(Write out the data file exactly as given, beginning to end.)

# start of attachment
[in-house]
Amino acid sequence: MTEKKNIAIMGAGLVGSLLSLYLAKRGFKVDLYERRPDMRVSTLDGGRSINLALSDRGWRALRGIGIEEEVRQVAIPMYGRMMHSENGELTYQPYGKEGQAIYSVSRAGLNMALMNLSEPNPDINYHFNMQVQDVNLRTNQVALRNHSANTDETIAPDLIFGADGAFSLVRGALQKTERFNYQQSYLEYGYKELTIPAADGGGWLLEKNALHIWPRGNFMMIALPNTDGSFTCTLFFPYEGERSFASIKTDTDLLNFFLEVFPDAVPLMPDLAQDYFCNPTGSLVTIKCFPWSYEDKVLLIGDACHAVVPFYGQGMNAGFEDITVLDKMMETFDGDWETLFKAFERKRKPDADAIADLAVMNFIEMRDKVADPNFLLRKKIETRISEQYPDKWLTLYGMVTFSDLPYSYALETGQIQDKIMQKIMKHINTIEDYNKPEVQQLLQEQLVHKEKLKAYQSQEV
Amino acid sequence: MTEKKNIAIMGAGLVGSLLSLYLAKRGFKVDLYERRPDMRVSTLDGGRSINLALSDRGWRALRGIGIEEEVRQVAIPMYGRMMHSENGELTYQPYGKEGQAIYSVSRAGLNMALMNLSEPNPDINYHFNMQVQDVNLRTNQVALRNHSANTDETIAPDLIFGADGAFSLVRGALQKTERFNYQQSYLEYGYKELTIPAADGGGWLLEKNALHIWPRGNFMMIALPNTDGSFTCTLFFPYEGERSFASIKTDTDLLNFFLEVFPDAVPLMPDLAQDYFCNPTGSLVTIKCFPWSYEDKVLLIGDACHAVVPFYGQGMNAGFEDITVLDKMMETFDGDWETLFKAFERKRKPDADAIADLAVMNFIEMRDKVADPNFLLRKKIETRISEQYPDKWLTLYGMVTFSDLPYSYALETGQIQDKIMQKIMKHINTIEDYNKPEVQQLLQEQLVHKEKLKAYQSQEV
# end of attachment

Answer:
[in-house]
Amino acid sequence: MTEKKNIAIMGAGLVGSLLSLYLAKRGFKVDLYERRPDMRVSTLDGGRSINLALSDRGWRALRGIGIEEEVRQVAIPMYGRMMHSENGELTYQPYGKEGQAIYSVSRAGLNMALMNLSEPNPDINYHFNMQVQDVNLRTNQVALRNHSANTDETIAPDLIFGADGAFSLVRGALQKTERFNYQQSYLEYGYKELTIPAADGGGWLLEKNALHIWPRGNFMMIALPNTDGSFTCTLFFPYEGERSFASIKTDTDLLNFFLEVFPDAVPLMPDLAQDYFCNPTGSLVTIKCFPWSYEDKVLLIGDACHAVVPFYGQGMNAGFEDITVLDKMMETFDGDWETLFKAFERKRKPDADAIADLAVMNFIEMRDKVADPNFLLRKKIETRISEQYPDKWLTLYGMVTFSDLPYSYALETGQIQDKIMQKIMKHINTIEDYNKPEVQQLLQEQLVHKEKLKAYQSQEV
Amino acid sequence: MTEKKNIAIMGAGLVGSLLSLYLAKRGFKVDLYERRPDMRVSTLDGGRSINLALSDRGWRALRGIGIEEEVRQVAIPMYGRMMHSENGELTYQPYGKEGQAIYSVSRAGLNMALMNLSEPNPDINYHFNMQVQDVNLRTNQVALRNHSANTDETIAPDLIFGADGAFSLVRGALQKTERFNYQQSYLEYGYKELTIPAADGGGWLLEKNALHIWPRGNFMMIALPNTDGSFTCTLFFPYEGERSFASIKTDTDLLNFFLEVFPDAVPLMPDLAQDYFCNPTGSLVTIKCFPWSYEDKVLLIGDACHAVVPFYGQGMNAGFEDITVLDKMMETFDGDWETLFKAFERKRKPDADAIADLAVMNFIEMRDKVADPNFLLRKKIETRISEQYPDKWLTLYGMVTFSDLPYSYALETGQIQDKIMQKIMKHINTIEDYNKPEVQQLLQEQLVHKEKLKAYQSQEV